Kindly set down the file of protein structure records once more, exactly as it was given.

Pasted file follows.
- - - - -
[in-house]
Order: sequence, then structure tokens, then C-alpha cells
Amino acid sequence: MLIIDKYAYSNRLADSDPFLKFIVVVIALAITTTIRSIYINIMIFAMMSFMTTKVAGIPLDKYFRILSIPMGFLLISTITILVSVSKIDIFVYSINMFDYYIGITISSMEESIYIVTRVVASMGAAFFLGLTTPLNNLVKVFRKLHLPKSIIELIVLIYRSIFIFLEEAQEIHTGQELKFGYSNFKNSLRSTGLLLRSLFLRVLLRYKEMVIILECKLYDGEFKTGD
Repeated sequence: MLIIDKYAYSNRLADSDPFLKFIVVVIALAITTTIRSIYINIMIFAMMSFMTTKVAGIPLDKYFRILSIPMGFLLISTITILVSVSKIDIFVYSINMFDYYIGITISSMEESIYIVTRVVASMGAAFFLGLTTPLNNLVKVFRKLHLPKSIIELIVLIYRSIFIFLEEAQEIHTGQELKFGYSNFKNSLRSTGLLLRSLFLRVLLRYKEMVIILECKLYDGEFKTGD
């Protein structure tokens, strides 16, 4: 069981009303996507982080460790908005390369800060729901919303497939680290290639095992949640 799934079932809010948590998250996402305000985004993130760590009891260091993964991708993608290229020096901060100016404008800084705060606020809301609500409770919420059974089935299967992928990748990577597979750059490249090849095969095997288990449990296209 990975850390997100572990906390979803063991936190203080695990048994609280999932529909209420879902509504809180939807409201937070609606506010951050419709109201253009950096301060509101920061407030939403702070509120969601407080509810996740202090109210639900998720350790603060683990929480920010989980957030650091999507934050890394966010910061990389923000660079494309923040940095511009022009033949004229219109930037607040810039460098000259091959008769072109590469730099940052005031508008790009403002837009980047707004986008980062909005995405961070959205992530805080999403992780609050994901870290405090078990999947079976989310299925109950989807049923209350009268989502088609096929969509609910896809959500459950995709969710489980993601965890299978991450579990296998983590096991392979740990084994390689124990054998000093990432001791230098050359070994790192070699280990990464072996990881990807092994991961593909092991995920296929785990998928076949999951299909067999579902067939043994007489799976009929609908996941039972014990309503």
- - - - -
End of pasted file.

[in-house]
Order: sequence, then structure tokens, then C-alpha cells
Amino acid sequence: MLIIDKYAYSNRLADSDPFLKFIVVVIALAITTTIRSIYINIMIFAMMSFMTTKVAGIPLDKYFRILSIPMGFLLISTITILVSVSKIDIFVYSINMFDYYIGITISSMEESIYIVTRVVASMGAAFFLGLTTPLNNLVKVFRKLHLPKSIIELIVLIYRSIFIFLEEAQEIHTGQELKFGYSNFKNSLRSTGLLLRSLFLRVLLRYKEMVIILECKLYDGEFKTGD
Repeated sequence: MLIIDKYAYSNRLADSDPFLKFIVVVIALAITTTIRSIYINIMIFAMMSFMTTKVAGIPLDKYFRILSIPMGFLLISTITILVSVSKIDIFVYSINMFDYYIGITISSMEESIYIVTRVVASMGAAFFLGLTTPLNNLVKVFRKLHLPKSIIELIVLIYRSIFIFLEEAQEIHTGQELKFGYSNFKNSLRSTGLLLRSLFLRVLLRYKEMVIILECKLYDGEFKTGD
């Protein structure tokens, strides 16, 4: 069981009303996507982080460790908005390369800060729901919303497939680290290639095992949640 799934079932809010948590998250996402305000985004993130760590009891260091993964991708993608290229020096901060100016404008800084705060606020809301609500409770919420059974089935299967992928990748990577597979750059490249090849095969095997288990449990296209 990975850390997100572990906390979803063991936190203080695990048994609280999932529909209420879902509504809180939807409201937070609606506010951050419709109201253009950096301060509101920061407030939403702070509120969601407080509810996740202090109210639900998720350790603060683990929480920010989980957030650091999507934050890394966010910061990389923000660079494309923040940095511009022009033949004229219109930037607040810039460098000259091959008769072109590469730099940052005031508008790009403002837009980047707004986008980062909005995405961070959205992530805080999403992780609050994901870290405090078990999947079976989310299925109950989807049923209350009268989502088609096929969509609910896809959500459950995709969710489980993601965890299978991450579990296998983590096991392979740990084994390689124990054998000093990432001791230098050359070994790192070699280990990464072996990881990807092994991961593909092991995920296929785990998928076949999951299909067999579902067939043994007489799976009929609908996941039972014990309503």